Goals

(major typo now fixed)
I didn’t want to see another museum or walk around another church. Instead I spent the last few hours of my time in Quito in a huge park near the center of the city. This is where the locals hang out. On a beautiful Sunday, hundreds of people- families, couples, singles, friends, lovers, dogs, young, old, everyone- playing vibrantly, perusing craft vendors, eating street food. And no gringos. The scene was idyllic, and exactly how I’d like to remember this place. This is humanity. This is community. This is what we want, and what we need.

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(Family, community, outdoor, fun. Glad I didn’t go to the museum)
Sunday morning I had gotten an email from my brother regarding my upcoming plans and he had some important questions, including “do you have a plan B and C for accomplishing your goal?”. My brother has been one of my strongest supporters during this period of unemployment, and if I walk away with nothing else from this time, a stronger relationship with him will have made all of it (7 months and ~$10,000 spent) worth it. Lately, he’s been more privy than most to my plans and his questions about them have been amongst the most useful.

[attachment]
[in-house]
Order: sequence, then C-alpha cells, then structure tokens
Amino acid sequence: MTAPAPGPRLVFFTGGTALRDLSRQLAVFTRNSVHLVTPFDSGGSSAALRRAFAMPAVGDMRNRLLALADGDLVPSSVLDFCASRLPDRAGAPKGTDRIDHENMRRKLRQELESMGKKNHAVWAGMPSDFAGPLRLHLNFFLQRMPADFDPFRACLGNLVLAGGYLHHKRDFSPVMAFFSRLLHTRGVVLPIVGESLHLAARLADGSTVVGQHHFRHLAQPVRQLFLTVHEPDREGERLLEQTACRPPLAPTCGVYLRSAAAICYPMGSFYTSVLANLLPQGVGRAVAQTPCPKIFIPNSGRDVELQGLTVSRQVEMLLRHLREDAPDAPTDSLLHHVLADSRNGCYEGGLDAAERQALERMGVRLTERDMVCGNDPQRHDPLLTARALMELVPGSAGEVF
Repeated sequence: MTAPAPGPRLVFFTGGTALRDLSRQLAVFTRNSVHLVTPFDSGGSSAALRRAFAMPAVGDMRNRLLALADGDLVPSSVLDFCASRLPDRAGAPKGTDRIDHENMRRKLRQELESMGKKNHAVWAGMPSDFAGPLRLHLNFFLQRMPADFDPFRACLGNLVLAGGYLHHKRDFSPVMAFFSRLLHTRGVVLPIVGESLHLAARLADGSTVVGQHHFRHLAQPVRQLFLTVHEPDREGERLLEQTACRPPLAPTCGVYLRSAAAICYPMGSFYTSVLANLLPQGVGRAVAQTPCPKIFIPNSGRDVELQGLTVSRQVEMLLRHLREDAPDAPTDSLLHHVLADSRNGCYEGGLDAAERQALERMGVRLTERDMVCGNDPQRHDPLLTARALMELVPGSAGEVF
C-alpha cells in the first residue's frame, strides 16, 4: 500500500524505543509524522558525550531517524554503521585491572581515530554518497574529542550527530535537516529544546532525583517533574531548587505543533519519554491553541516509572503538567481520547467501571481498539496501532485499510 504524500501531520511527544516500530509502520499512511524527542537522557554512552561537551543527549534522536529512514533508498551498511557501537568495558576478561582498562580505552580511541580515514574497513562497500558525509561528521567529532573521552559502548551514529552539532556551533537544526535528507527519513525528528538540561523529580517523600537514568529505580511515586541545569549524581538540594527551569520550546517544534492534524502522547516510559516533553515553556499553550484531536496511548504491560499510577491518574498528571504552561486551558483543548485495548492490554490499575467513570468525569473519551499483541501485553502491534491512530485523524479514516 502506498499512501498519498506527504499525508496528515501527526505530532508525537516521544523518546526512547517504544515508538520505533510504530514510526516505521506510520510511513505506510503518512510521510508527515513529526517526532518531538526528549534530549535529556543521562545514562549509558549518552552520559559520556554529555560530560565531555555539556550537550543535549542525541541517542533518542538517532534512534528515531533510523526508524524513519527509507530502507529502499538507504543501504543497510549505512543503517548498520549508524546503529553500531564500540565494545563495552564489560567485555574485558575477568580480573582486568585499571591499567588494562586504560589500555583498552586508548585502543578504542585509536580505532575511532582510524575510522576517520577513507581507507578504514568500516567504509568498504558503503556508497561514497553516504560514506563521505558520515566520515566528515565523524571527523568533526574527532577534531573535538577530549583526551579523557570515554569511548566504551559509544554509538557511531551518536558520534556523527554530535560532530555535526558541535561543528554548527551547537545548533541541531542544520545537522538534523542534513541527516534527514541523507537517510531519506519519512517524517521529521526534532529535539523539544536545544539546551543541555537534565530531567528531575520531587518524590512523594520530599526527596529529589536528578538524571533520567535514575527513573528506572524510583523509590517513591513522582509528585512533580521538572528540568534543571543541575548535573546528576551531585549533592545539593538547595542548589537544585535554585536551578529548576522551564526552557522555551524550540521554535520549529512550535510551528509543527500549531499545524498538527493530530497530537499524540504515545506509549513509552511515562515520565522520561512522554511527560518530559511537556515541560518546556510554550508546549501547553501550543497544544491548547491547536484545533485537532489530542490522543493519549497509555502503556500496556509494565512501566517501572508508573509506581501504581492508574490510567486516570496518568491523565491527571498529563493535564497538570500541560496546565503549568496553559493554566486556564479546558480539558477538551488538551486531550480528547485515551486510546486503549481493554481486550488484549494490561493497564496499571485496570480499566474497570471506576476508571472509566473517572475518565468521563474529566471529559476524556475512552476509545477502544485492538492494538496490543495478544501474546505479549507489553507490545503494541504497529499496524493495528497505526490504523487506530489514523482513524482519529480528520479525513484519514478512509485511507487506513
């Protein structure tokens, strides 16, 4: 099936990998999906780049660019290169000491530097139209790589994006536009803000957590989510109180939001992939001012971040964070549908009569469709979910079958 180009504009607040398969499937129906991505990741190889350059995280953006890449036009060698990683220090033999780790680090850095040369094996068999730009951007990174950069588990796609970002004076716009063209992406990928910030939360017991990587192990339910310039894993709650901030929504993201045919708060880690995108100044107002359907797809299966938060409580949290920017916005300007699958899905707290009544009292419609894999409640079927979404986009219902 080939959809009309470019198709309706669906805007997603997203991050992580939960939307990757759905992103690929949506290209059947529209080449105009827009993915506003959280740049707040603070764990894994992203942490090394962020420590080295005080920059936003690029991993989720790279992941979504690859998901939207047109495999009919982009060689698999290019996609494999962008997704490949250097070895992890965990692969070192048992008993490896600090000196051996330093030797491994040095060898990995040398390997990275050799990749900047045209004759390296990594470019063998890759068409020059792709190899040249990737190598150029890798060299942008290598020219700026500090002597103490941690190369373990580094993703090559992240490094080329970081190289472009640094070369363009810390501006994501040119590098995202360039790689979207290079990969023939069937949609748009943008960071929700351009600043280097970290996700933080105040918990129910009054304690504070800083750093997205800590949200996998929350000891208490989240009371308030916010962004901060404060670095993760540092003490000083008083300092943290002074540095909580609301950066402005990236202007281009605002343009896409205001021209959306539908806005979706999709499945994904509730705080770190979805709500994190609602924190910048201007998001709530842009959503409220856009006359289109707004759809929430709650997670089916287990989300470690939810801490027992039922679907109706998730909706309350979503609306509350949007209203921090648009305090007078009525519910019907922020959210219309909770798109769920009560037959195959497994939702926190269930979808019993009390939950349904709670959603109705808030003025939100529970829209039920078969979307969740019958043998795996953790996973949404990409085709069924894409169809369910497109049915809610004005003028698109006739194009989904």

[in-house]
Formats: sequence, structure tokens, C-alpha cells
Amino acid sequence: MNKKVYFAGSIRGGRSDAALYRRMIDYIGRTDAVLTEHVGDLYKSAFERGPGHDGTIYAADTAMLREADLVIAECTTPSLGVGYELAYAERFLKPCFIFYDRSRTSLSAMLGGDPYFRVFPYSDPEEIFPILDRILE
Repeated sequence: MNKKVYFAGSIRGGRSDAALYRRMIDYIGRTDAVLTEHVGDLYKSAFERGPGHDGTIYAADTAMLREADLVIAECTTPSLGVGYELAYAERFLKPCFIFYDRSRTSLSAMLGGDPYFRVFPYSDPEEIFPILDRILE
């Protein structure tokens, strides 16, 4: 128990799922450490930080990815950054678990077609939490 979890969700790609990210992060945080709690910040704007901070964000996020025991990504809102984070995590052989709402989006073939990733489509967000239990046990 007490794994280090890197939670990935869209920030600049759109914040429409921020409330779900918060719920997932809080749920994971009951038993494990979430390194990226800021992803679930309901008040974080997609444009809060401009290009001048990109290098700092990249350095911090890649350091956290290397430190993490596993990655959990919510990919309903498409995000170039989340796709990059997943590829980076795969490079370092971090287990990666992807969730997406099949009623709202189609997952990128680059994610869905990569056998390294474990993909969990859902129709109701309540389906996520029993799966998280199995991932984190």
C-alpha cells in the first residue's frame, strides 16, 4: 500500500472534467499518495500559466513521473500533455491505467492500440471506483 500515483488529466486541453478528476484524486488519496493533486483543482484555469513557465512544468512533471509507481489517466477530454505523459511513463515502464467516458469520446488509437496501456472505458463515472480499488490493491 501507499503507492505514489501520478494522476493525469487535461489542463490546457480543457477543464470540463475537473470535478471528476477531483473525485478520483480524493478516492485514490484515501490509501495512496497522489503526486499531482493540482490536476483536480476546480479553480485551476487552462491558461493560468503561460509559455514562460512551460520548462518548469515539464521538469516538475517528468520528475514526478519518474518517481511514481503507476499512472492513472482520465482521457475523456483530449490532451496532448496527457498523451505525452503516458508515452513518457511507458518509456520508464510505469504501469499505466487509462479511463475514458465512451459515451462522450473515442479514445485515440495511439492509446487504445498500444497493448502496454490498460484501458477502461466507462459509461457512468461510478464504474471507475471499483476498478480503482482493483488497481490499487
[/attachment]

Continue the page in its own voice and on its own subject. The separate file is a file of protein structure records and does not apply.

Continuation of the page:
I’ve spent a lot of my time here thinking about my goals. When I met my friend on the plane in August, one of the most enjoyable parts of the conversation was about our goals, both big and small. I shared a few immediate and practical goals for the next year.
-Get a WFR certification.
-Volunteer for a habitat restoration group.
-Learn to play the harmonica.
-Get on a 5.11 trad climb.
Good goals are SMART (specific, measurable, achievable, realistic, timely), and I’m really excited about the ones above, as I believe they are achievable and realistic this year. Sometimes though, it’s useful to have broader goals, and in response to the question from my brother, it was only appropriate to outline the big goal I’m aiming for next. If I put it on a resume- I want to participate in a locally oriented business that affects local resource consumption towards a more sustainable level.
There are several ways this might happen, and I’m not quite ready to talk openly about them, but biking around gave the time to really hone in on that goal, and once I knew what I was aiming for, and in light of the fact that I wasn’t working towards some of the other goals on my list right now, it only seemed obvious that my bike tour had accomplished it’s mission. I’m sharing my goals here because I hope that all of you can support me in pursuing them, and hold me accountable when I do things that don’t work towards them. Thank you in advance, and for enjoying my last post from South America.

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(At the top of the Basilica de Voto, and a last look at Quito)

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